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Title: Investigation and Prediction of Yaw Bearing Fatigue in Floating Offshore Wind Turbines
Authors: Xu, Jianwen
Issue Date: 2022
Publisher: Newcastle University
Abstract: Onshore and offshore wind turbines are increasingly important renewable energy generation devices. With increasing energy demand and limited land and nearshore coastline resource, installation of wind turbines is moving to deeper waters. Floating offshore wind turbines (FOWTs) are sensitive to the complex environment loads they are subjected to, which are more extreme than for onshore fixed and offshore fixed wind turbines. This thesis assesses a floating offshore wind turbine’s yaw bearing asset integrity during its operational lifetime. The yaw bearing is a connection component which is located at the top of the wind turbine tower. It is a critical component that connects the wind turbine nacelle to the tower. Although the yaw bearing fails less frequently when compared to other components in a wind turbine, its location on the tower top increases the difficulties of maintenance and replacement, resulting in a higher cost of maintenance and replacement than the other components in the nacelle. The fatigue life and crack propagation of yaw bearings are complex as they are exposed to varying working conditions. Current industrial standards and guidelines for wind turbine yaw bearings are limited and focus on yaw bearings which are used in traditional fixed wind turbines. Some parameters used to assess them are from accumulated experience which is limited for FOWTs. This thesis develops a systematic assessment method for assessing the integrity of yaw bearings in wind turbines. For FOWTs, the influence of complex dynamic loads is considered. Fatigue life assessments of yaw bearings and crack propagation results in yaw bearings are compared in 5 MW wind turbines with six different support foundations: onshore, monopile, ITI barge, Tension Leg Platform (TLP), spar and semi-submersible. A time-domain method is applied to predict the wind and hydrodynamic loads on the yaw bearings using three wind velocities. A Gumbel distribution, rain flow counting algorithm, linear cumulative damage law and S–N curve theory are used to generate the life-time damage equivalent loads. The fatigue life of the yaw bearing is then calculated using a finite element method (FEM) and a code-based approach. The crack propagation analysis of critical locations points in yaw bearings is conducted using a submodel technique with extended finite element method (XFEM). Finally, the corresponding fatigue lives and fatigue crack propagation in yaw bearing are analyzed and compared. Fatigue life, crack propagation and stress intensity factor (SIF) results show that yaw bearing’s life is significantly affected by both the environment conditions and support foundations. Thus, it is necessary to assess the integrity of yaw bearings in wind turbines especially the ones installed in novel FOWTs. Compared with traditional analytical methods, which are designed only for yaw bearings in fixed onshore and offshore wind turbines, the results show that the fatigue lives of yaw bearings calculated using code-based methods are non-conservative. The proposed method is more practical to assess yaw bearing service life under actual operational conditions and can be used as part of asset integrity management of FOWTs.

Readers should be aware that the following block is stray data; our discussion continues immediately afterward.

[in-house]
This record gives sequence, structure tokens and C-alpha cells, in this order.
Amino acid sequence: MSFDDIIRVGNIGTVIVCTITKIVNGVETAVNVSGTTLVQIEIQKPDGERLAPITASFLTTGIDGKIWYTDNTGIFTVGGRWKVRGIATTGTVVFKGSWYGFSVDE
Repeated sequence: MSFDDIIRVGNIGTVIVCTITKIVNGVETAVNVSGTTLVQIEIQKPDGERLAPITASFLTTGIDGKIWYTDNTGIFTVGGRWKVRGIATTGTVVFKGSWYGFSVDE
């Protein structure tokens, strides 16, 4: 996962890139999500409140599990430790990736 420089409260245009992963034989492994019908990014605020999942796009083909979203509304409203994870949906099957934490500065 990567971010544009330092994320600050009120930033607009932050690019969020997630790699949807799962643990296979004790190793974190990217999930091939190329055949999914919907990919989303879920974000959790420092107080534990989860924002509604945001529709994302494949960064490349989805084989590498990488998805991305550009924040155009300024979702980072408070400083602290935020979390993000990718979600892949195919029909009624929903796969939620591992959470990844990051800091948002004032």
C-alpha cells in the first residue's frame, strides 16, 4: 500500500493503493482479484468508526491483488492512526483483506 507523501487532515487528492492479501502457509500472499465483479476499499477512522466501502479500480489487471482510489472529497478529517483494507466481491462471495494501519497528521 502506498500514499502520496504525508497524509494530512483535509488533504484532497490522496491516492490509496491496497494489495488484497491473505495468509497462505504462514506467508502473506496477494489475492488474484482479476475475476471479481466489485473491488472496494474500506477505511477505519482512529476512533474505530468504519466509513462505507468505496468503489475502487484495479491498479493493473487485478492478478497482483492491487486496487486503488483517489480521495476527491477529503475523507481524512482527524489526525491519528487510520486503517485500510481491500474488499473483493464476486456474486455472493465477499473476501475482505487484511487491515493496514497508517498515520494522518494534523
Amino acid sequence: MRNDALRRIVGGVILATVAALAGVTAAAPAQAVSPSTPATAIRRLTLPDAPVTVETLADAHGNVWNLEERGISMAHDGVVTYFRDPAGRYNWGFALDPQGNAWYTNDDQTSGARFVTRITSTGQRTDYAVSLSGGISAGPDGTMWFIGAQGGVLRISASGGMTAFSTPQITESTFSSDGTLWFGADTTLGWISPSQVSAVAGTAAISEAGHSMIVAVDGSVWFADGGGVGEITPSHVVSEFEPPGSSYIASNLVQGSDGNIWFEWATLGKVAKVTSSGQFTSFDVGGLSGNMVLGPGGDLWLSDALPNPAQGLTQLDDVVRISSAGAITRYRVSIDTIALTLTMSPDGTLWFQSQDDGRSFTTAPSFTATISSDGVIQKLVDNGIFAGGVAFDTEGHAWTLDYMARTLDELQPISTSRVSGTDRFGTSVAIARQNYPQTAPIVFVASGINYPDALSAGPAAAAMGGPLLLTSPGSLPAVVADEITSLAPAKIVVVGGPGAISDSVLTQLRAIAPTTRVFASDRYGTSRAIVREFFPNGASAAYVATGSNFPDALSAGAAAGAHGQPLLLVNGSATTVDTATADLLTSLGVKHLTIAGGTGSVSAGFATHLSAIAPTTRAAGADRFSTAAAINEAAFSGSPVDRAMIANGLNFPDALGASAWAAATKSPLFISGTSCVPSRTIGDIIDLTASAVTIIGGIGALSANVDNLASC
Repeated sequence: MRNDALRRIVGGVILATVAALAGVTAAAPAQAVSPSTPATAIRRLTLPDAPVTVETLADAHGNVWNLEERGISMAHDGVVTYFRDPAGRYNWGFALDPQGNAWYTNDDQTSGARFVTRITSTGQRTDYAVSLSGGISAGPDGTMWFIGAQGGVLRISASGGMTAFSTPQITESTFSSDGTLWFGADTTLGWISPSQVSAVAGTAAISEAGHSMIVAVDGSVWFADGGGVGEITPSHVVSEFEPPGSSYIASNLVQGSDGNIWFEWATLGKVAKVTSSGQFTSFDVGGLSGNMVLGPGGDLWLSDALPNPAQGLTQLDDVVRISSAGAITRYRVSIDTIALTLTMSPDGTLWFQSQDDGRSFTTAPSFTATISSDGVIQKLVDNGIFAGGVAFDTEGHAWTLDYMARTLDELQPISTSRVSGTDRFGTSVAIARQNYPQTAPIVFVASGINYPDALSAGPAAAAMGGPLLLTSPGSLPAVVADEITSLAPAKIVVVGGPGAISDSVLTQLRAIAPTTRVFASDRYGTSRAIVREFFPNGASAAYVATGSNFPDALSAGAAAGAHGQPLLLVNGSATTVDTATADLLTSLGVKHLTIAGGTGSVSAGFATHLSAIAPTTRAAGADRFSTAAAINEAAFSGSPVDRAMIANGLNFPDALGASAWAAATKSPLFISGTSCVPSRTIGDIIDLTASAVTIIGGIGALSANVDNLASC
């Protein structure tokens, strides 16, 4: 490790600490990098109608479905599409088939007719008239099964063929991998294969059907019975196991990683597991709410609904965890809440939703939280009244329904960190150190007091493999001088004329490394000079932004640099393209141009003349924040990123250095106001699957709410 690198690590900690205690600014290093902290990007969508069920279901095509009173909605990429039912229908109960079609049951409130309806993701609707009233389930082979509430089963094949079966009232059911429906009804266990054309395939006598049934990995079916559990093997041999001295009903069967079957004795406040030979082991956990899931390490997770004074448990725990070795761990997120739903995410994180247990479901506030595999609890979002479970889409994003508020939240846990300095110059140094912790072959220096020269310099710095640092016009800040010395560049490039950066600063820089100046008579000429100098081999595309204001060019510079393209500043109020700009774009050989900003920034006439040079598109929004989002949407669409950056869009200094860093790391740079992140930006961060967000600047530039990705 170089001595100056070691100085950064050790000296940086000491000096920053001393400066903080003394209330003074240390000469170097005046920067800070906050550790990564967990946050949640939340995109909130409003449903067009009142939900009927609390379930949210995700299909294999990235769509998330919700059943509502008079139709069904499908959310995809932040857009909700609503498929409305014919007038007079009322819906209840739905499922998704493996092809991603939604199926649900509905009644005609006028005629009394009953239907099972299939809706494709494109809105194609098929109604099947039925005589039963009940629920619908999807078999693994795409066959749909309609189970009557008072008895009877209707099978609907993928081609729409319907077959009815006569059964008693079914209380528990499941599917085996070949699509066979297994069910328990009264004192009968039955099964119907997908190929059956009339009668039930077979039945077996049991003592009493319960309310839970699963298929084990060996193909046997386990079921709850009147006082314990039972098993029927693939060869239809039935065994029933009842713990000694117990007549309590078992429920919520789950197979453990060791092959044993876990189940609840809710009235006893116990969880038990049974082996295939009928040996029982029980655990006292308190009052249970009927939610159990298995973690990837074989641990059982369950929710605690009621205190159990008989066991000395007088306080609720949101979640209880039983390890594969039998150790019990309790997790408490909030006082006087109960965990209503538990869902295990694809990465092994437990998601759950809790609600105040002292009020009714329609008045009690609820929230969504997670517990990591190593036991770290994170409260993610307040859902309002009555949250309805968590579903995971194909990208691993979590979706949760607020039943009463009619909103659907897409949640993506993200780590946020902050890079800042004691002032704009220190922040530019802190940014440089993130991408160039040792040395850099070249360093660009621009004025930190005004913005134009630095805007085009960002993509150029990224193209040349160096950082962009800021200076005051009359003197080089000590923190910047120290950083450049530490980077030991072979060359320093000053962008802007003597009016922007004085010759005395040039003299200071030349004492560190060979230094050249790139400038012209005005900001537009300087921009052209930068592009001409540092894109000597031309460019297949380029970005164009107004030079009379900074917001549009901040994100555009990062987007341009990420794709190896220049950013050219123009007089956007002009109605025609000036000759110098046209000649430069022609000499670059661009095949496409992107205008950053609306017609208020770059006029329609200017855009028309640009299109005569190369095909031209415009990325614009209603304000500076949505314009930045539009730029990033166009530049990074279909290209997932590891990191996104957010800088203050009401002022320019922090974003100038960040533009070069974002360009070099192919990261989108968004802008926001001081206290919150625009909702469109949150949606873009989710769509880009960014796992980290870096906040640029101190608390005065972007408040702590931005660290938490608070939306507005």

Description: PhD Thesis
Appears in Collections:School of Engineering

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